Circulatory responses to asphyxia differ if the asphyxia occurs in utero or ex utero in near-term lambs

Kristina Sobotka, Colin J Morley, Tracey Ong, Graeme Polglase, James Aridas, Suzanne Lee Miller, Georg Marcus Schmolzer, Claus Klingenberg, Timothy James Murugesan Moss, Graham Jenkin, Stuart Brian Hooper

Research output: Contribution to journalArticleResearchpeer-review

Abstract

A cornerstone of neonatal resuscitation teaching suggests that a rapid vagal-mediated bradycardia is one of the first signs of perinatal compromise. As this understanding is based primarily on fetal studies, we investigated whether the heart rate and blood pressure response to total asphyxia is influenced by whether the animal is in utero or ex utero. METHODS: Fetal sheep were instrumented at approximately 139 days of gestation and then asphyxiated by umbilical cord occlusion until mean arterial blood pressure decreased to approximately 20 mmHg. Lambs were either completely submerged in amniotic fluid (in utero; n = 8) throughout the asphyxia or were delivered and then remained ex utero (ex utero; n = 8) throughout the asphyxia. Heart rate and arterial blood pressure were continuously recorded. RESULTS: Heart rate was higher in ex utero lambs than in utero lambs. Heart rates in in utero lambs rapidly decreased, while heart rates in ex utero lambs initially increased following cord occlusion (for approximately 1.5 min) before they started to decrease. Mean arterial pressure initially increased then decreased in both groups. CONCLUSIONS: Heart rate response to asphyxia was markedly different depending upon whether the lamb was in utero or ex utero. This indicates that the cardiovascular responses to perinatal asphyxia are significantly influenced by the newborn s local environment. As such, based solely on heart rate, the stage and severity of a perinatal asphyxic event may not be as accurate as previously assumed.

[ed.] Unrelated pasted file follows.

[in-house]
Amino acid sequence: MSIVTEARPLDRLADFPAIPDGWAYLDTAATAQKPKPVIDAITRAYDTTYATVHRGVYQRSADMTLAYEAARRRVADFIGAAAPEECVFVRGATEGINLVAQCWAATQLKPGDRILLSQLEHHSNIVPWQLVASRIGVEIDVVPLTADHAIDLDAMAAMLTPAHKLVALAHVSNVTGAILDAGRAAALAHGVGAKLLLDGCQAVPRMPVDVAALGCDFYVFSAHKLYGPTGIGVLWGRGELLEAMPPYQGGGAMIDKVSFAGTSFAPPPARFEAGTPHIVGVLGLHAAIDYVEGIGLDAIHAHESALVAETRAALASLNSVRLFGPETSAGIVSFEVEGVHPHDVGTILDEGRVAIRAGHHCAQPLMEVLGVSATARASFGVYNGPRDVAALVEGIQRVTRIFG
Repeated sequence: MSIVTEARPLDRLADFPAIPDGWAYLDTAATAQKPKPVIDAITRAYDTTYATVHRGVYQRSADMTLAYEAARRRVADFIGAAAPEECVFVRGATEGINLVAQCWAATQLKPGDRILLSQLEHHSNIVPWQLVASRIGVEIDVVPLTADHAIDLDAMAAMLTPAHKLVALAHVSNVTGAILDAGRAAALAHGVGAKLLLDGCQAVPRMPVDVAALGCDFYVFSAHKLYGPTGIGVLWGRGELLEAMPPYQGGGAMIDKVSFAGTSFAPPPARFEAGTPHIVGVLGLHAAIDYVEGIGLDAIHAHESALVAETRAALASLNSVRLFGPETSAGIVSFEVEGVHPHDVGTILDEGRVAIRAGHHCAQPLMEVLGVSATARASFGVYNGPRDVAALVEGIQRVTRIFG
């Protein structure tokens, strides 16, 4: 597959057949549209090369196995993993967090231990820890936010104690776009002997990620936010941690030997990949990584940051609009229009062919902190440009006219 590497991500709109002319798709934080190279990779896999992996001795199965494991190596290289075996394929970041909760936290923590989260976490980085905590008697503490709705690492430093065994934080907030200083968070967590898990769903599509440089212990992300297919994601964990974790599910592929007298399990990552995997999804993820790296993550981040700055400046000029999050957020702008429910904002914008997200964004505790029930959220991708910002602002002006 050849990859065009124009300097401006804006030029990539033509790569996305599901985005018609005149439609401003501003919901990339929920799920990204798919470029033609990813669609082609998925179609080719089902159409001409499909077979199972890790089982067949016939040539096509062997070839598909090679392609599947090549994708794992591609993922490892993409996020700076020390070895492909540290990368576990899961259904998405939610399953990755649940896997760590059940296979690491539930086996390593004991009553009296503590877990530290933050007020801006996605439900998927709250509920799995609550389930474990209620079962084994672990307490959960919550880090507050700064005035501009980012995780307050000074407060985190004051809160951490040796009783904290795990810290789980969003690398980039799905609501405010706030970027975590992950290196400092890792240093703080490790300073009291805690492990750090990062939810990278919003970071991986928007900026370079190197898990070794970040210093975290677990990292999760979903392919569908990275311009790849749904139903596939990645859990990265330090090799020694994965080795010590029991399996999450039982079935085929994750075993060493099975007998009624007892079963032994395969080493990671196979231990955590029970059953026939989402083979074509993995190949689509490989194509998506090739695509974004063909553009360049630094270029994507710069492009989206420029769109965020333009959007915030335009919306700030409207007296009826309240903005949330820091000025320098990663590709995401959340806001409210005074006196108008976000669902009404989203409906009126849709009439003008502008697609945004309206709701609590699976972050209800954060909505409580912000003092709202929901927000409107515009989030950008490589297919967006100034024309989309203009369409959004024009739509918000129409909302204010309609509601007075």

Original languageEnglish
Pages (from-to)1 - 5
Number of pages5
JournalPLoS ONE
Volume9
Issue number11 (Art. ID: e112264)
DOIs
Publication statusPublished - 2014

Cite this

Sobotka, Kristina ; Morley, Colin J ; Ong, Tracey ; Polglase, Graeme ; Aridas, James ; Miller, Suzanne Lee ; Schmolzer, Georg Marcus ; Klingenberg, Claus ; Moss, Timothy James Murugesan ; Jenkin, Graham ; Hooper, Stuart Brian. / Circulatory responses to asphyxia differ if the asphyxia occurs in utero or ex utero in near-term lambs. In: PLoS ONE. 2014 ; Vol. 9, No. 11 (Art. ID: e112264). pp. 1 - 5.
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title = "Circulatory responses to asphyxia differ if the asphyxia occurs in utero or ex utero in near-term lambs",
abstract = "A cornerstone of neonatal resuscitation teaching suggests that a rapid vagal-mediated bradycardia is one of the first signs of perinatal compromise. As this understanding is based primarily on fetal studies, we investigated whether the heart rate and blood pressure response to total asphyxia is influenced by whether the animal is in utero or ex utero. METHODS: Fetal sheep were instrumented at approximately 139 days of gestation and then asphyxiated by umbilical cord occlusion until mean arterial blood pressure decreased to approximately 20 mmHg. Lambs were either completely submerged in amniotic fluid (in utero; n = 8) throughout the asphyxia or were delivered and then remained ex utero (ex utero; n = 8) throughout the asphyxia. Heart rate and arterial blood pressure were continuously recorded. RESULTS: Heart rate was higher in ex utero lambs than in utero lambs. Heart rates in in utero lambs rapidly decreased, while heart rates in ex utero lambs initially increased following cord occlusion (for approximately 1.5 min) before they started to decrease. Mean arterial pressure initially increased then decreased in both groups. CONCLUSIONS: Heart rate response to asphyxia was markedly different depending upon whether the lamb was in utero or ex utero. This indicates that the cardiovascular responses to perinatal asphyxia are significantly influenced by the newborn s local environment. As such, based solely on heart rate, the stage and severity of a perinatal asphyxic event may not be as accurate as previously assumed.",